Legal Action: The Trial As Theater in Aeschylus' Oresteia

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Departmental Papers (Classical Studies)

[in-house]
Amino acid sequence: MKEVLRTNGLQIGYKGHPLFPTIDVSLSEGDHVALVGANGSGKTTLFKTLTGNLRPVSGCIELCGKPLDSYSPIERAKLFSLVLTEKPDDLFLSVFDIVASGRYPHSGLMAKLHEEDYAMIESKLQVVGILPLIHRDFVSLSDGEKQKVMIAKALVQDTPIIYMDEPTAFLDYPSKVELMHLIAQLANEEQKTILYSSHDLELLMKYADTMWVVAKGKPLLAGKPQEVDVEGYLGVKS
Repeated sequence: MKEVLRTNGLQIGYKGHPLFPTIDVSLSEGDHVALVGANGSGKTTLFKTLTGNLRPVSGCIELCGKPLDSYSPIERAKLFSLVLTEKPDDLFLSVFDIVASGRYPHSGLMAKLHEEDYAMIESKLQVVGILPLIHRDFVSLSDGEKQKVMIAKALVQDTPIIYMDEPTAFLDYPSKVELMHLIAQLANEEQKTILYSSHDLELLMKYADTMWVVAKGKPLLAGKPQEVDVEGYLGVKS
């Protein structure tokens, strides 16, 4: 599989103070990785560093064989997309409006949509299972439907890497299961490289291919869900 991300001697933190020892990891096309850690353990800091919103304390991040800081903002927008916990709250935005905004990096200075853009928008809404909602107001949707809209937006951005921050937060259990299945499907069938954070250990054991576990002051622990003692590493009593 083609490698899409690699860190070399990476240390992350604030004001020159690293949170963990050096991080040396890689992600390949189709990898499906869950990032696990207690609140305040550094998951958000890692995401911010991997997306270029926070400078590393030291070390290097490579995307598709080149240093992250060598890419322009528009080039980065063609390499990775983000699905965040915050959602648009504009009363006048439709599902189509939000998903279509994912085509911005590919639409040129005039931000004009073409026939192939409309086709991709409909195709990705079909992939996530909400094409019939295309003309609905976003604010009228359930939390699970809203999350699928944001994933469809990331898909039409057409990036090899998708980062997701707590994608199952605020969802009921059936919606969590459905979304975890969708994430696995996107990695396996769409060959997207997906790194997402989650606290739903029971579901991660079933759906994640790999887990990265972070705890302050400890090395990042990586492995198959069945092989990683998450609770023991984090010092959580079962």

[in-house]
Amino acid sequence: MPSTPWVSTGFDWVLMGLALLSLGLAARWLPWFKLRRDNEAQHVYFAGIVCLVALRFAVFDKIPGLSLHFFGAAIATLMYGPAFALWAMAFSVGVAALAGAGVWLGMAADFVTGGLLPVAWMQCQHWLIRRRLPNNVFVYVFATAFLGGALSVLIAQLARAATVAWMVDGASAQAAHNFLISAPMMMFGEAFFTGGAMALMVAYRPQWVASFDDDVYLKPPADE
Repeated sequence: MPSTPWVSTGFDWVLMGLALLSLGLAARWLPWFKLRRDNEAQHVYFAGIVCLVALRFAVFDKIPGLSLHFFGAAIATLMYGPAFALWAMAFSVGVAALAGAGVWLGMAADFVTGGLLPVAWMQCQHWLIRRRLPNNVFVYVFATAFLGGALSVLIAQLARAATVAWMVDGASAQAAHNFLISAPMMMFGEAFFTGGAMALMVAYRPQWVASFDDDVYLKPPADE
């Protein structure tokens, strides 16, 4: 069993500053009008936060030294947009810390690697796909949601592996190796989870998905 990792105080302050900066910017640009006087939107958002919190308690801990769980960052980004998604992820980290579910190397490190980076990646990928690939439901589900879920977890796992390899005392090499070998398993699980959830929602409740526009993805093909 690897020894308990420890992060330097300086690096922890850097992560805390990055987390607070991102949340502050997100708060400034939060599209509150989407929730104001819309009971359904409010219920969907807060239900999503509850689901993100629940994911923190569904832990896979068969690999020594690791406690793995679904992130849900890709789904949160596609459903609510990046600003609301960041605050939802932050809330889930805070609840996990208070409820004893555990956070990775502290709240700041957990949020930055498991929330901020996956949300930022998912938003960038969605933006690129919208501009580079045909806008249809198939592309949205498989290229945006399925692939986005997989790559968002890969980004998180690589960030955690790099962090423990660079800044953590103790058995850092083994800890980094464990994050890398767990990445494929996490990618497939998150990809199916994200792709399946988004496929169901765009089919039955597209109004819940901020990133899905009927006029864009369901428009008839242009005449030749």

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Aeschylus' Oresteia is a key text for analyzing the relationship between law and drama both because it includes the earliest surviving instance of a trial scene in western drama and because it is explicitly concerned with the nature of trials, telling a story of repeated conflict that can only be resolved by the invention of the trial as a new form of action. First produced in Athens in 458 B.C, the Oresteia is a set of three connected tragedies, of which the final one, the Eumenides, concludes with the mythical first trial of a man for homicide, the trial of Orestes, the character who gives the trilogy its name. Orestes is tried for the murder of his mother Clytemnestra, a murder undertaken at the instigation of the god Apollo in retaliation for Clytemnestra's earlier murder of her husband Agamemnon, Orestes' father and the leader of the Greek expedition against Troy; in turn, retaliation for Agamemnon's sacrifice of their daughter Iphigenia is one of Clytemnestra's several motives for his murder. These murders take place in Argos, the city ruled by Agamemnon's family, the House of Atreus, but the trial of Orestes takes place in Athens at a court, the court of the Areopagus, which is brought into being by the goddess Athena to adjudicate cases of homicide on this occasion and in the future. The trial in the Eumenides is at once a conclusion-the conclusion to the story of Orestes and his family-and a beginning-the inaugural use of this new court and the inauguration of legal action rather than revenge as the appropriate consequence of an act such as Orestes' matricide.

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